Paul Nash, who died in 1946, was one of the finest English landscape painters of the first half of the twentieth century. He painted what he had known and loved from his childhood, the gently rounded chalk hills to the west of London and above all the trees that grow there. Later he moved to live in Kent and subsequently Dorset where he recorded and captured these two very different parts of the South Coast. Some have claimed—and with reason—that he is the true heir to Constable, no artists between them having so well expressed the distinctive qualities of the English countryside.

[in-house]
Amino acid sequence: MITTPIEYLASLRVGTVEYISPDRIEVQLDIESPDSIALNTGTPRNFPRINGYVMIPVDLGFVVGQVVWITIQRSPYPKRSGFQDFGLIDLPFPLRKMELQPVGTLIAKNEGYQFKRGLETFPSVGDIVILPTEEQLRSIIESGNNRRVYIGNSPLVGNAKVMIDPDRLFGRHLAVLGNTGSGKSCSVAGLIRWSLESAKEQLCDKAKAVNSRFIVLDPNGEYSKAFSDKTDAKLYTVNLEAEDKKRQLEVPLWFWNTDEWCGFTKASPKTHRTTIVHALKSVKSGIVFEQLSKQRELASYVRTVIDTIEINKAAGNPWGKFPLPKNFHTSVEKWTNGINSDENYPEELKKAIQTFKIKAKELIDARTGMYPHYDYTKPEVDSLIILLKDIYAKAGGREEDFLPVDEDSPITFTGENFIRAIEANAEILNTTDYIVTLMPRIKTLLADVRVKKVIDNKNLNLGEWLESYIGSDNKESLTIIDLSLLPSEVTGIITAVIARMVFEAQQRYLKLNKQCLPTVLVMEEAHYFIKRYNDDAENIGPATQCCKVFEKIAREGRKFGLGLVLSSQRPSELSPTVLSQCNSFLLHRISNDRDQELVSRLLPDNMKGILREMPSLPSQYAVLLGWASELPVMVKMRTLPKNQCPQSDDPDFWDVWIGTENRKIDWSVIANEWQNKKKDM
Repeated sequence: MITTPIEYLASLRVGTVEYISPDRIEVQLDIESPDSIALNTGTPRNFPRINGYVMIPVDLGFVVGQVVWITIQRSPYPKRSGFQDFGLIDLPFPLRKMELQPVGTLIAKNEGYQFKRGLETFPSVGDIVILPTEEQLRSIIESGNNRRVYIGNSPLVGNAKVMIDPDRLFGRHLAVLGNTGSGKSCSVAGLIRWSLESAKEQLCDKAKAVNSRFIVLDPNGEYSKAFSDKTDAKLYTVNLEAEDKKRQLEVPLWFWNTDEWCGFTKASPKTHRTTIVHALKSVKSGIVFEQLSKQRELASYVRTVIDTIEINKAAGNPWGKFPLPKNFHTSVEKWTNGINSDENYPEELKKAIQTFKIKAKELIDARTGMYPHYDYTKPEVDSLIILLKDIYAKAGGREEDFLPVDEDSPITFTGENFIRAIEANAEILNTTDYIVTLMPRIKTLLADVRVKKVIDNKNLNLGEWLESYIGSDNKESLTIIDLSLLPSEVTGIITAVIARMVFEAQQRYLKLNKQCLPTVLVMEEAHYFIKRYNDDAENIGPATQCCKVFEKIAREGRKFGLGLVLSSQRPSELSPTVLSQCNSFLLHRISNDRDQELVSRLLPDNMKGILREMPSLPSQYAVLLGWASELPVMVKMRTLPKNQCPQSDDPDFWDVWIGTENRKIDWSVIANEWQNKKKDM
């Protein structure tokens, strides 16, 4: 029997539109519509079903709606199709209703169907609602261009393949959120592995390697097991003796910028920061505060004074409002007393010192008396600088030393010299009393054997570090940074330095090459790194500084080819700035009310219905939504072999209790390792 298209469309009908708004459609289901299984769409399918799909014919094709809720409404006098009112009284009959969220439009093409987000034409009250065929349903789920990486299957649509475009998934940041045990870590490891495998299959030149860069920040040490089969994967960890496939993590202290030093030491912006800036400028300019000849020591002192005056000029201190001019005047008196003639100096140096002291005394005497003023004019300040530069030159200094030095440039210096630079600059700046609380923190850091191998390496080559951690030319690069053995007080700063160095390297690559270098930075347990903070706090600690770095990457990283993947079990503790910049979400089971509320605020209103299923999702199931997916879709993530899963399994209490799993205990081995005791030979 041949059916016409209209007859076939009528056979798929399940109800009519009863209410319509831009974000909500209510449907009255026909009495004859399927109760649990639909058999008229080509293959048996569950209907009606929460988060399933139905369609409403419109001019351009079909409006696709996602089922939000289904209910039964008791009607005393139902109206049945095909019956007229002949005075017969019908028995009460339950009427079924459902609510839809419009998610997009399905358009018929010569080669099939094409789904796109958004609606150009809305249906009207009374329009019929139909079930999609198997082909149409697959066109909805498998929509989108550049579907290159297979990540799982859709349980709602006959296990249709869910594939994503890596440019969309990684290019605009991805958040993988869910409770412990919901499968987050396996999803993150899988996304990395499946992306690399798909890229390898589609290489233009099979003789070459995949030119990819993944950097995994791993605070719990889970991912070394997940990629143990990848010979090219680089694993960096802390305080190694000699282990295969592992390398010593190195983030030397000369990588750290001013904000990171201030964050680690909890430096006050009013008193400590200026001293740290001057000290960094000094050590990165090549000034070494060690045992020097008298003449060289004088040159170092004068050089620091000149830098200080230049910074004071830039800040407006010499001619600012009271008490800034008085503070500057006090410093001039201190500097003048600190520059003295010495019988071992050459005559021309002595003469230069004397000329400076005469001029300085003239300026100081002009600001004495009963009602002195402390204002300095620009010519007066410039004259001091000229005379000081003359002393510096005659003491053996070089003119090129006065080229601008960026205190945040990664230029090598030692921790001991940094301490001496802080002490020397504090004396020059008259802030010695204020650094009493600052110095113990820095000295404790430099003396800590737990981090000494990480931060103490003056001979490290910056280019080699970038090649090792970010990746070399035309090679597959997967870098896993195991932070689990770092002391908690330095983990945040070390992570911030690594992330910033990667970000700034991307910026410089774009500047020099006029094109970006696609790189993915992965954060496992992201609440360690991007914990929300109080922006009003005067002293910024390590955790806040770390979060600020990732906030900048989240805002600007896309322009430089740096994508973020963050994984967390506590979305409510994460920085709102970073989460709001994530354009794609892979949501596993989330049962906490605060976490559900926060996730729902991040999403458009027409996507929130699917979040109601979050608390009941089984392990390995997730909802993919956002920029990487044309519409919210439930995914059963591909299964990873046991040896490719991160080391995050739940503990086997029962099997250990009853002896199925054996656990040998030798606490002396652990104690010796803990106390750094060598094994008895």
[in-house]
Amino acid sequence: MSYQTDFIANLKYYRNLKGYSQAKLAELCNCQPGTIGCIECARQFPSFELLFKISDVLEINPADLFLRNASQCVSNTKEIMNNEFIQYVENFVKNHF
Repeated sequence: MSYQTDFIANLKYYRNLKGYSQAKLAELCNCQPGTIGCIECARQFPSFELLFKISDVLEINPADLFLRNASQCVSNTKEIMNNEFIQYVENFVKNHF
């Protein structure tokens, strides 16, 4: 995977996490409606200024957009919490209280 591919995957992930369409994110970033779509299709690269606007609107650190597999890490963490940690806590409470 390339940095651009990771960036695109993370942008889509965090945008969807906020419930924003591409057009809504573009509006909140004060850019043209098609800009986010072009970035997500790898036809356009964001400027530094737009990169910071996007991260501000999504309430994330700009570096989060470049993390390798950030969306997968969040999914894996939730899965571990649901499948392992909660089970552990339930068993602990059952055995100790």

Apart from forays to the French Riviera, where, taking advantage of its very un-English bright sunlight he produced Blue House on the Shore (1930), a sharp cube of a building, he worked almost entirely in southern England. He never painted the bleak, rugged, romantic...


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